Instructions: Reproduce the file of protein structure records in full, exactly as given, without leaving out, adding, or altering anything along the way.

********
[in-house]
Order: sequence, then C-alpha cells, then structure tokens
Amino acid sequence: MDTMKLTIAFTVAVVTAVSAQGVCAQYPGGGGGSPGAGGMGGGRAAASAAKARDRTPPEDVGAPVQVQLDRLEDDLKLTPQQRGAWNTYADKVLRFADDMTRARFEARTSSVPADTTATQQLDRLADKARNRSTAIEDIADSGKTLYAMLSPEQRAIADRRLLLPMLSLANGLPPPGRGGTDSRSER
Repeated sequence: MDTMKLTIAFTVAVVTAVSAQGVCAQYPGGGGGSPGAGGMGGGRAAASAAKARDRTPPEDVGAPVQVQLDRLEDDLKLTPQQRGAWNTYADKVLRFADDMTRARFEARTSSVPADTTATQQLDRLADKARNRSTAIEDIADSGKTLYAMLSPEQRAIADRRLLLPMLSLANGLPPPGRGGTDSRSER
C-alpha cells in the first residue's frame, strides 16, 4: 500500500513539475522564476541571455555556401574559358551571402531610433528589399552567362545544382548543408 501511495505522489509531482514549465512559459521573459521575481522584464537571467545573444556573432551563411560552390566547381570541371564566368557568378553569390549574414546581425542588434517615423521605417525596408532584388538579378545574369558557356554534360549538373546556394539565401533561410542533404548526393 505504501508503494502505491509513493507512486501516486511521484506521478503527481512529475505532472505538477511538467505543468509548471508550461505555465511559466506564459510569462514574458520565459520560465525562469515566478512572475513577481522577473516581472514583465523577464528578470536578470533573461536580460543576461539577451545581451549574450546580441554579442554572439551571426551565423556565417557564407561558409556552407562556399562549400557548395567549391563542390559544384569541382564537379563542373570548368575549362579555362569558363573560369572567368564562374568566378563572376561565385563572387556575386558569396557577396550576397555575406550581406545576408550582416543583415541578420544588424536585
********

[in-house]
Order: sequence, then C-alpha cells, then structure tokens
Amino acid sequence: MDTMKLTIAFTVAVVTAVSAQGVCAQYPGGGGGSPGAGGMGGGRAAASAAKARDRTPPEDVGAPVQVQLDRLEDDLKLTPQQRGAWNTYADKVLRFADDMTRARFEARTSSVPADTTATQQLDRLADKARNRSTAIEDIADSGKTLYAMLSPEQRAIADRRLLLPMLSLANGLPPPGRGGTDSRSER
Repeated sequence: MDTMKLTIAFTVAVVTAVSAQGVCAQYPGGGGGSPGAGGMGGGRAAASAAKARDRTPPEDVGAPVQVQLDRLEDDLKLTPQQRGAWNTYADKVLRFADDMTRARFEARTSSVPADTTATQQLDRLADKARNRSTAIEDIADSGKTLYAMLSPEQRAIADRRLLLPMLSLANGLPPPGRGGTDSRSER
C-alpha cells in the first residue's frame, strides 16, 4: 500500500513539475522564476541571455555556401574559358551571402531610433528589399552567362545544382548543408 501511495505522489509531482514549465512559459521573459521575481522584464537571467545573444556573432551563411560552390566547381570541371564566368557568378553569390549574414546581425542588434517615423521605417525596408532584388538579378545574369558557356554534360549538373546556394539565401533561410542533404548526393 505504501508503494502505491509513493507512486501516486511521484506521478503527481512529475505532472505538477511538467505543468509548471508550461505555465511559466506564459510569462514574458520565459520560465525562469515566478512572475513577481522577473516581472514583465523577464528578470536578470533573461536580460543576461539577451545581451549574450546580441554579442554572439551571426551565423556565417557564407561558409556552407562556399562549400557548395567549391563542390559544384569541382564537379563542373570548368575549362579555362569558363573560369572567368564562374568566378563572376561565385563572387556575386558569396557577396550576397555575406550581406545576408550582416543583415541578420544588424536585